Text by Charlie Dreaver for RNZ
A group of Wellington flatmates have received a nasty shock after discovering they're trapped in a lease because their landlord is biding time before getting the property up to the Healthy Home Standards.
The standards have now come into effect, meaning landlords need to get their property up to spec within 90 days of a new tenancy.
But renting and student advocates fear more people could become stuck in tenancies they do not want, in poor-quality housing.
A Wellington renter who wishes to remain anonymous said she and other flatmates have been looking at moving out of their flat and finding replacement tenants.
But now they have hit a stalemate with the landlord and will have to stay until their agreement runs out next year.
"In the past she's been totally cool with swapping people out and has actually been a great landlord, but now these new laws have come into place and she has to play ball, it's not really what she wants and we're stuck here," she said.
RNZ has seen correspondence between the landlord and tenants confirming the landlord does not want anyone to leave the tenancy and find replacements because they would need to get the house up to the healthy home standards - which she was not yet in the position to do.
The renter said the nature of her work requires her to move cities often, which now is not possible.
And now the flatmates have to keep living in a too-small flat, that is not compliant with the healthy home standards - all the while paying $1000 a week in rent.
"There's just heaters cranking all the time and I know one of my other flatmates was just saying the other morning she's just convinced every time she turns on the heater it escapes out the window, just because there's cracks and things like that," she said.
However, Wellington Renters United spokesperson Ashok Jacob said there was not much the tenant or her flatmates could do.
"Unfortunately what this landlord is doing is completely legal and there is no basis at the tribunal where you can go and get that appeal, so unfortunately the tenants don't really have an option," he said.
If someone wanted to leave a tenancy and find a replacement they must get a written agreement from the landlord and the other tenants.
For all tenancy agreements signed from February 11 this year, the Residential Tenancy Act requires landlords to consider all requests from tenants to assign the tenancy and must not unreasonably decline.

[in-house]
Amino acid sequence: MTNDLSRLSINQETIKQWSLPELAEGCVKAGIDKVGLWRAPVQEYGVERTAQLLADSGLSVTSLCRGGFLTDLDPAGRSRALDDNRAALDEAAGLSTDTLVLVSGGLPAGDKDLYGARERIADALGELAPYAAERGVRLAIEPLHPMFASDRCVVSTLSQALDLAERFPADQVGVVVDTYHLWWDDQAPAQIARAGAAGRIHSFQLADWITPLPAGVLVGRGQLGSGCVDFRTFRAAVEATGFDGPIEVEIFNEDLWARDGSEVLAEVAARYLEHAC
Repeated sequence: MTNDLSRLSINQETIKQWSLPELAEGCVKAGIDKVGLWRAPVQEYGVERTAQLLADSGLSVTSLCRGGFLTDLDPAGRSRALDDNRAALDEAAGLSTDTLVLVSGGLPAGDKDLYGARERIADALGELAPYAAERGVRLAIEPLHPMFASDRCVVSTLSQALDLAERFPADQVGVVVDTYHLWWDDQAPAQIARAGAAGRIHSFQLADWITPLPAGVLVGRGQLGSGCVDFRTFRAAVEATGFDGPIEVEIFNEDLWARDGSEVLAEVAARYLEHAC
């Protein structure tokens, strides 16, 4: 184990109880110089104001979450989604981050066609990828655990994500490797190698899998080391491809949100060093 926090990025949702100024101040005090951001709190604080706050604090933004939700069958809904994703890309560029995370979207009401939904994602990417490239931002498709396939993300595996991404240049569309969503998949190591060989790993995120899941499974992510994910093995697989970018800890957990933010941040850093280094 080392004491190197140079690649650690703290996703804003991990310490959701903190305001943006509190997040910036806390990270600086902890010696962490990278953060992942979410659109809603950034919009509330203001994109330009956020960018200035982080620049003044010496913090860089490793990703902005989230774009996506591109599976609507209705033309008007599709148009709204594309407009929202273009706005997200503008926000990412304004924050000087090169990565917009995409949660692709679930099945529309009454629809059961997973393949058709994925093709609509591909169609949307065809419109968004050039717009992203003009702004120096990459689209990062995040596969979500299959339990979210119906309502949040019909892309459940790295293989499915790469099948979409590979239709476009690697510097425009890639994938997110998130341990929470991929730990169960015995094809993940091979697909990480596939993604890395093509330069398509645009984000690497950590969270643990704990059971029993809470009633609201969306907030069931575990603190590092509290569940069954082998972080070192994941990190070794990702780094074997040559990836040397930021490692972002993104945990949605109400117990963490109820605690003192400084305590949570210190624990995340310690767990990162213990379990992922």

Victoria University Students' Association president Michael Turnbull says some students might find it hard to change names on leases when they want to move at the end of the year. Photo / Supplied
The Wellington woman and her flatmates were not told about this though when they re-signed their tenancy at the start of the year - meaning their tenancy does not fall under the new rules.
"In hindsight, looking back we realise why she was quite pushy for it to happen, is because we ended up signing in the end like a week before all these new laws came into place," she said.
This group of flatmates may not be alone.
Victoria University Students' Association president Michael Turnbull said it was common for students to have to sign a year-long tenancy and then need to leave part-way through.
"Students can have different things impacting upon their life that may force them to leave study, therefore causing them to return home or move cities.
"This is going to have an impact throughout the year, particularly the end when students look to return home for summer, or move to another city for work," he said.
Turnbull said the case was troubling.
"The whole point of the Healthy Home Standard was to ensure that people who are flatting, people who are renting live in suitable accommodation to make sure they are healthy and safe. I think this is really concerning for our student population who are already being taken advantage of," he said.
Green Party's housing spokesperson Marama Davidson said all landlords should want to provide homes that keep people safe, healthy and warm.
"That's the priority for everyone and I'm concerned that the handful of landlords who want to try and exploit that are going to be allowed to get a way with that, I think that needs to be looked into," she said.
Associate Housing Minister Poto Williams declined to be interviewed, instead issuing a statement.
"We recognise that being locked in a fixed-term tenancy can be detrimental for tenants where they have strong reasons to leave, and support the right of tenants to make reasonable requests to assign their tenancy to another tenant."
Williams also noted the changes made in February for new tenancy agreements.
"Tenants also retain the right to apply to the Tenancy Tribunal to reduce the term of a fixed-term tenancy if the tenant will suffer severe hardship due to an unforeseen change of circumstances," she said.